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Modern Research in Dentistry

Dental Caries-A Huge Challenge for Public Health

Klaudia Suligowska *

Department of Dental Technology & Masticatory Apparatus Disfunctions, Medical University of Gdańsk, Poland

*Corresponding author: Klaudia Suligowska, Department of Dental Technology & Masticatory Apparatus Disfunctions, Medical University of Gdańsk, Poland

Submission: November 18, 2020;Published: December 04, 2020

DOI: 10.31031/MRD.2020.05.000624

Volume5 Issue5


The problem of caries disease has become one of the major challenges for public health in countries around the world, while becoming one of the most worrying health phenomena in the world. It is obvious that caries is a pathological process of local nature, leading to decalcification of enamel and dentin, decomposition of hard tooth tissues and, consequently, formation of a cavity, but also a serious risk factor for other diseases. Many studies have shown a significant relationship between periapical tissue inflammation and cardiovascular disease [1-3], diabetes [4,5] and systemic oxidative stress [6].

In the Global Burden of Disease 2015 study, caries in permanent teeth is the most common disease (2.3 billion people) and the 12th for deciduous teeth (560 million children). It is assumed that the disease accounts for 5-10% of healthcare budgets in industrialized countries [7]. Due to the significant negative impact of caries on the general health of a person, the dissemination of the phenomenon and its impact on the country's economy, it is extremely important to constantly and intensively implement preventive programs towards caries. In recent years, many recommendations regarding preventive measures for children and adolescents have been published. We will not find in them one best set of actions that should be taken as part of preventive actions, but we will find many identical recommendations in them [8-11]. We can state that preventive measures should be aimed at children and adolescents aged 6 months to 18 years. The recommendations indicate that dental risk assessment should be carried out on the basis of child's age, social / biological factors, protective factors, and clinical findings. Experts also point to the need for health education in the field of proper oral hygiene techniques, nutrition (with a strong emphasis on reducing free sugar), risk factors, the need for follow-up visits and the health consequences of untreated caries. It is also recommended to perform fluoridation, tooth varnishing and sealing in children and adolescents, as well as the use of pastes, gels and rinses at home [8-11].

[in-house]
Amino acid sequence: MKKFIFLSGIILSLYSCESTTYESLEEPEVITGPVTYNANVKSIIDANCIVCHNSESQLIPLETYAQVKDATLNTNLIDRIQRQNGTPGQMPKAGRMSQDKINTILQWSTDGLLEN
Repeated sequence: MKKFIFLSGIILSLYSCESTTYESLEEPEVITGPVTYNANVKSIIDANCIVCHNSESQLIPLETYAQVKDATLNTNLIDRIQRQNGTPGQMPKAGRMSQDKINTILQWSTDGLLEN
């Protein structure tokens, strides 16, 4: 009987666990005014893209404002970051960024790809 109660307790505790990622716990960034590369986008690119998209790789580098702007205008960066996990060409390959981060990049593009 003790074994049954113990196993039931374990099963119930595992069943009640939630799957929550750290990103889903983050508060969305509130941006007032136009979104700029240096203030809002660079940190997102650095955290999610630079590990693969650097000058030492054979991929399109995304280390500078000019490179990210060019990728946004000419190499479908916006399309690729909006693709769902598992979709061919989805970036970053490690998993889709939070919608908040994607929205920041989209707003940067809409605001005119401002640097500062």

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© 2020 Andrzej Wojtowicz. This is an open access article distributed under the terms of the Creative Commons Attribution License , which permits unrestricted use, distribution, and build upon your work non-commercially.